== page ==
More Gore, Please an essay on censorship and its (un)affectness

Essay by frogstuCollege, Undergraduate April 2005

download word file, 7 pages 4.3

Downloaded 47 times

More Gore, Please.

The freedom of speech is the most essential right in any free society. Without the freedom to express ourselves, what are we but drones? The government has tried through many means to control what the average Brit hears and sees, but continually, the government finds itself using more and more subversive ways to filter what he/she perceives. Public media, throughout time, has been a highly controlled aspect of culture. From the Church excommunicating authors of sacrilegious literature to the Nazi burning of books, entities of power have dictated what the public should enjoy. As time rolls on people yearn for depravity, they desire blood and sex. Despite bleeping and blurring, music and television have progressively declined in morality and prudence. With the continual increase in the liberality of speech one has to ask the question, how effective has censorship been in quelling obscene material? Censorship proves itself as an obsolete mechanism because the people crave what it attempts to protect them from.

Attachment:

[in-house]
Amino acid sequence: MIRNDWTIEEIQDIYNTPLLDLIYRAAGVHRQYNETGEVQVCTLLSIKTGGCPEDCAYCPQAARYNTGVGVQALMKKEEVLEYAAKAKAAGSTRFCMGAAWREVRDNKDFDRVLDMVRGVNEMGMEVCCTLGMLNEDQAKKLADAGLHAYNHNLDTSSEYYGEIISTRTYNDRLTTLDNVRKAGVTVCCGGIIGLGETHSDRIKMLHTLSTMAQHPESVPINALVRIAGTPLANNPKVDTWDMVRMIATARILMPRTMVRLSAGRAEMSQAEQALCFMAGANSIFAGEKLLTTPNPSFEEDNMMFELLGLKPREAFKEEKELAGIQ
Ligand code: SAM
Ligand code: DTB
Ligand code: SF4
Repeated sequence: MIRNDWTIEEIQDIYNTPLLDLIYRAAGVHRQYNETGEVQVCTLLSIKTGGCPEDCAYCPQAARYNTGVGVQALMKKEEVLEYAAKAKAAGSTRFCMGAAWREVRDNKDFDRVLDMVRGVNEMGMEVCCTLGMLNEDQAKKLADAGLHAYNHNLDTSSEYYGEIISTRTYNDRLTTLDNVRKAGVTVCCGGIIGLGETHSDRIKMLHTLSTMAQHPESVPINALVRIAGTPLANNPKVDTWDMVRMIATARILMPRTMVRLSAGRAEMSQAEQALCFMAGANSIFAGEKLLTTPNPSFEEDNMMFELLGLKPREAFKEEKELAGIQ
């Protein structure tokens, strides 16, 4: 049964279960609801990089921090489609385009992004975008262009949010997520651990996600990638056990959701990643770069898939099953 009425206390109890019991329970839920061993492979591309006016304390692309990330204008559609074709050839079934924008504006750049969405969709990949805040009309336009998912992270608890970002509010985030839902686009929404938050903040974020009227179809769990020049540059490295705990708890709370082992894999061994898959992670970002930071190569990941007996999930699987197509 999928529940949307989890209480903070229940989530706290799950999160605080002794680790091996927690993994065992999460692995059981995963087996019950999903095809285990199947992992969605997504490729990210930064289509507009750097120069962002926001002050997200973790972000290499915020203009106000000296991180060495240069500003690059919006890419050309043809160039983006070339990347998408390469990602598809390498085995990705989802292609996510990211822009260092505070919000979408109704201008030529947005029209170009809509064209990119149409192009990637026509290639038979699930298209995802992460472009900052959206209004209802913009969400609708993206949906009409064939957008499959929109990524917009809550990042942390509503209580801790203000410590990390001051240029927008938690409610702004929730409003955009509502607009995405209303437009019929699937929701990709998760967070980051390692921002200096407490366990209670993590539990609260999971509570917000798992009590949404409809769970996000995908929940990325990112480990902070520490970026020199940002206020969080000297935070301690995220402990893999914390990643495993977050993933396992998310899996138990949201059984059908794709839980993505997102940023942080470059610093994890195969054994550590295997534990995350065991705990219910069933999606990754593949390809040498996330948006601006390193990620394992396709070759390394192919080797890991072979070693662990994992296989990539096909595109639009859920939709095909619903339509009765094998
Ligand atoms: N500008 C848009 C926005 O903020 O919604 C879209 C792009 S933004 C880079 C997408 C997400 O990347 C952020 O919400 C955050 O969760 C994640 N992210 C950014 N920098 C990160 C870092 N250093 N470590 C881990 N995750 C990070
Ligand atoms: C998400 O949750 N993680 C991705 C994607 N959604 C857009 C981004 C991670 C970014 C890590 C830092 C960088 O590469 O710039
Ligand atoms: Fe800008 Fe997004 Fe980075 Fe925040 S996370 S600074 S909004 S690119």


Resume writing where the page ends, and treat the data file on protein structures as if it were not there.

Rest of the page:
Music, with its wide variety of forms, has been the victim of harsh scrutiny throughout its life. Ever since music broke from its religious roots, it has been increasingly pushing the border of what is and what is not acceptable. The first important border was secular music which was successfully broken by troubadours of the Middle Ages. As time went on more and more anathemas were broken by musicians allowing more and more risqué and volatile works. This struggle for freedom of expression in music can be seen even today. The style of music known as "Punk Rock" has, by essence of its name, been continually a problem to conservative types. Punk Rock has been as much about its public appearance and message as it has been about the music. To say where exactly Punk...